In what seems to me to be the definitive report on the November 12 status hearing on the Boston marathon bombing case, Karin Friedemann writes this: Judge George A. O’Toole, Jr. said about the Special Administrative Measures, which were suddenly imposed on suspect Dzhokhar Tsarnaev and his attorneys four months after his incarceration began, and which they were challenging at the hearing, that his court’s purview was “not whether SAMs are annoying but if they are limiting.”
By “limiting” Judge O’Toole meant compromising a defendant’s right to a fair trial by interfering with his communication with the legal defense team. By “annoying,” he meant the personal restrictions on Tsarnaev, specifically mentioning the ban on group prayer with other Muslims. He did not rule on the limiting part, but simply asked the attorneys to negotiate what additional defense team personnel could be allowed to interact with the defendant. As to annoying, he recommended that that be handled in a civil suit brought by a third party.
Annoying. That is what Judge O’Toole evidently thinks is wrong with solitary confinement and denial of human contact except for minimal communication with blood relatives. That is what he thinks of the practice that the United Nations Special Rapporteur on torture has said is close enough to torture that it should be banned “except in very exceptional circumstances and for as short a time as possible.” The ACLU’s brief on the matter was similar, but of course the good judge took care of that by expunging it from the record.
Just who is this guy?
Well, it is easy enough to find out such data as that he was appointed to the federal bench by President Clinton in 1995, where he got his degrees, etc., Which does not tell us much. What about his record?
For one thing, if the Tsarnaev legal defense expects him to actually rule on such points of its motions as lifting the ban on mentioning anything Tsarnaev said to a third party, it could have a long wait. He has yet to rule on a case where he heard the closing arguments in February, 2011, on whether a police promotional exam’s questions discriminate against minorities, even though Boston officials have pleaded that the delay is holding up the police advancement process.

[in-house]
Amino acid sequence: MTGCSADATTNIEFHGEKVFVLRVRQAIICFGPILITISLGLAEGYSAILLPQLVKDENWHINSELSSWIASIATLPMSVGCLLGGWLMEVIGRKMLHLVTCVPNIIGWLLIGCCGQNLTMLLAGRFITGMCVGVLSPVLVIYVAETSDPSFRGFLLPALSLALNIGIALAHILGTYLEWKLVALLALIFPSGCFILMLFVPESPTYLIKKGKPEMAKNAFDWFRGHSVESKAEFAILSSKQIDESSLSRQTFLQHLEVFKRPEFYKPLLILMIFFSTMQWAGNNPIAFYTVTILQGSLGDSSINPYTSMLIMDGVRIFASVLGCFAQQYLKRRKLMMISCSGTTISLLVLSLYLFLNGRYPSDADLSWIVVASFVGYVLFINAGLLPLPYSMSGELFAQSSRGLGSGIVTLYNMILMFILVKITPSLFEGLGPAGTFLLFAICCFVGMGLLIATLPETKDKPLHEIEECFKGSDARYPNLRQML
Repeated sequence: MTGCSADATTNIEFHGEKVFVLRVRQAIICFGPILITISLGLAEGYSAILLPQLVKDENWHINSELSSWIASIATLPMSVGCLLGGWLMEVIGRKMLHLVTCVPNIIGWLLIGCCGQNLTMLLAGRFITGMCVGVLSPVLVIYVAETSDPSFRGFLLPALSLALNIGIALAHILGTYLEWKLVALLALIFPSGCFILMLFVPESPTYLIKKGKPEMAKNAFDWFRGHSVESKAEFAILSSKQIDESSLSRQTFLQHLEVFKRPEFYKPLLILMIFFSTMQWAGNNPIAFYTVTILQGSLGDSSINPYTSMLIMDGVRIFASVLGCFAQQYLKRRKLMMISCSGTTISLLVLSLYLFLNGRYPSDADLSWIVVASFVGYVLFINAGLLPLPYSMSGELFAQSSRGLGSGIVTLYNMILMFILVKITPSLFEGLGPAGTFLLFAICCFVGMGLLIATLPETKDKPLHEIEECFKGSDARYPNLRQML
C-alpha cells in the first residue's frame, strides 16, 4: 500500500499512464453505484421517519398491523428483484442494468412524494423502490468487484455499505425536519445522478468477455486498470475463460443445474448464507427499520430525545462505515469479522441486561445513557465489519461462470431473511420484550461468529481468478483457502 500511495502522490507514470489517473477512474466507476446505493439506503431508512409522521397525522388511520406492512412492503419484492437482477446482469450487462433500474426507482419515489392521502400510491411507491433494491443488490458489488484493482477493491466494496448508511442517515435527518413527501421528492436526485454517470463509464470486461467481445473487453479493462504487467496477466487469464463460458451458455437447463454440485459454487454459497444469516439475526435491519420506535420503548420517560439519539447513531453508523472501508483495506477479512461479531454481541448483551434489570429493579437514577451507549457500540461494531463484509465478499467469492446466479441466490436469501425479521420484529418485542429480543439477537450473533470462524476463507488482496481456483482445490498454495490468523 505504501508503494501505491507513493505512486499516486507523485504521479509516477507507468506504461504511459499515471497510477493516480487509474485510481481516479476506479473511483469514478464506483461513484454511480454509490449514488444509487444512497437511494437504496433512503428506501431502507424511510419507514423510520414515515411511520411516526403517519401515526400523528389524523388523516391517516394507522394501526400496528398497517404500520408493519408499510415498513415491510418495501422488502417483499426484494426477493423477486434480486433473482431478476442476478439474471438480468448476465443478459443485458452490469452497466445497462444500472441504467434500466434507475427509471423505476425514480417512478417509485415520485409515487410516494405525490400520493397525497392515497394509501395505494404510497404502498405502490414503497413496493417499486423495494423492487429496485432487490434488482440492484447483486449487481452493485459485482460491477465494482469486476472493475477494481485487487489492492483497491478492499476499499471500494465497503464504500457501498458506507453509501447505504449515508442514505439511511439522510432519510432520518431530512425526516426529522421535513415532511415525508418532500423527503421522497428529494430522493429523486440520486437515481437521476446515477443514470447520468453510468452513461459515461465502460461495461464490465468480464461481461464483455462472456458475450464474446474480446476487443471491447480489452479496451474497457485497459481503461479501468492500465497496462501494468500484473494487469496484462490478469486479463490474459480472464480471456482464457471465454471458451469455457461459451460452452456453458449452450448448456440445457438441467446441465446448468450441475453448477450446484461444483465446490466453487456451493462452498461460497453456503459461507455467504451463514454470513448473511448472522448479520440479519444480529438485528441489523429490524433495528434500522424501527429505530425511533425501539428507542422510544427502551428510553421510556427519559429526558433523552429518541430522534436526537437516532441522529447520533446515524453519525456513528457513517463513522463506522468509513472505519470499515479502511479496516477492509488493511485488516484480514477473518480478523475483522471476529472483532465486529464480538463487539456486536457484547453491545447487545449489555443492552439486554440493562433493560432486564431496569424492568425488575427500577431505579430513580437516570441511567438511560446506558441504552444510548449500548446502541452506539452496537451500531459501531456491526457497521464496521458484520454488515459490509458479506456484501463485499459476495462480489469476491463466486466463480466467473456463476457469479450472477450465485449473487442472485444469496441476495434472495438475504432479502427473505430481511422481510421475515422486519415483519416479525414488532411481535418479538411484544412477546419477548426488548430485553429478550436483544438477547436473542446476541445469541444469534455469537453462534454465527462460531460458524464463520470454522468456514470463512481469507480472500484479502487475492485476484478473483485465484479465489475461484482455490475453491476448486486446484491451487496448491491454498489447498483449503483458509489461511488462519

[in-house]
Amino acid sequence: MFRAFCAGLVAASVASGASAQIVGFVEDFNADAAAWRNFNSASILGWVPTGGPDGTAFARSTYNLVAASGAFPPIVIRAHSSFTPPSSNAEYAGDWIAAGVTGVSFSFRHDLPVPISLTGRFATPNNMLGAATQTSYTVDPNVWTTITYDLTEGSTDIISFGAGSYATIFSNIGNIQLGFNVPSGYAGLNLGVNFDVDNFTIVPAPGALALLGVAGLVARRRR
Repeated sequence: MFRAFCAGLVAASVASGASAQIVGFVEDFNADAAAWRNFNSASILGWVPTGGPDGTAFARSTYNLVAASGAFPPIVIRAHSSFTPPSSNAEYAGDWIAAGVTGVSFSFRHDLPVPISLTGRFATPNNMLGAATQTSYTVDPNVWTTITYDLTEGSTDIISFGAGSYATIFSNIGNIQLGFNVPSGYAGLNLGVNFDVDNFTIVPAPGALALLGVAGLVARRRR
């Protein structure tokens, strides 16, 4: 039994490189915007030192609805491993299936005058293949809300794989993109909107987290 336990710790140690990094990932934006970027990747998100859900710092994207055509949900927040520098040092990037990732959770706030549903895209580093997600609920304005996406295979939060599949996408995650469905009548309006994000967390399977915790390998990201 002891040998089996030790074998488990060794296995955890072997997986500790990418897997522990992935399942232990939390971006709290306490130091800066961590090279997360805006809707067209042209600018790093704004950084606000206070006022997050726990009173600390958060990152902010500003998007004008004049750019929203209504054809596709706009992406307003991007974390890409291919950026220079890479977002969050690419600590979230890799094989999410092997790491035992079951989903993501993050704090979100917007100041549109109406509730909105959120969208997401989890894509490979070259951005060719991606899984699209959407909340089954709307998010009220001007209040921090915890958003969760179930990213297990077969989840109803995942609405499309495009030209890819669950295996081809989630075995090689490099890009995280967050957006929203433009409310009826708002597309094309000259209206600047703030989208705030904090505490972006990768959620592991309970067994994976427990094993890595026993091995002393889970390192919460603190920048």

But of course O’Toole was also the trial judge who oversaw the 2012 conviction of Tarek Mehanna on highly controversial terrorism-related charges, and then sentenced him to 17.5 years in prison followed by 7 years supervised probation. According to Rick Hplmes the severity of Judge O’Toole’s sentence was dictated in part because Mehanna’s statement at the sentencing, widely praised elsewhere for its eloquence and passionate honesty, did not express sufficient “remorse” for his actions (which included such nefarious examples as translating the articles of parties fighting the US invasion of their lands into English).
In principle I should probably study the Mehanna trial record to see just where Judge O’Toole’s rulings on objections and the like helped or hindered the government’s case. (It seems that the jury was shown a video of 9/11, with which by common consent Mehanna had nothing to do, and one would like to know how that got in. To be sure, O’Toole didn’t make sufficient legal errors to get the case thrown out, as Mehanna’s appeal was denied earlier this month.) Anyone who wants to do so is invited to enter pertinent discoveries in the comments below. However, I’ve seen enough to persuade me that Judge O’Toole is bad news for Dzhokhar Tsarnaev.
(And btw he excluded the ACLU’s brief in that case, too.)
I don’t suppose the defense can do anything about O’Toole’s overseeing the case. And I don’t suppose his pre-trial decisions are subject to appeal until after a trial which is hypothetical to say the least (because, as I have argued previously, the point of the SAMs is to break Tsarnaev to the point where he will agree to a plea bargain). But at the very least all concerned people should keep their eye on the man.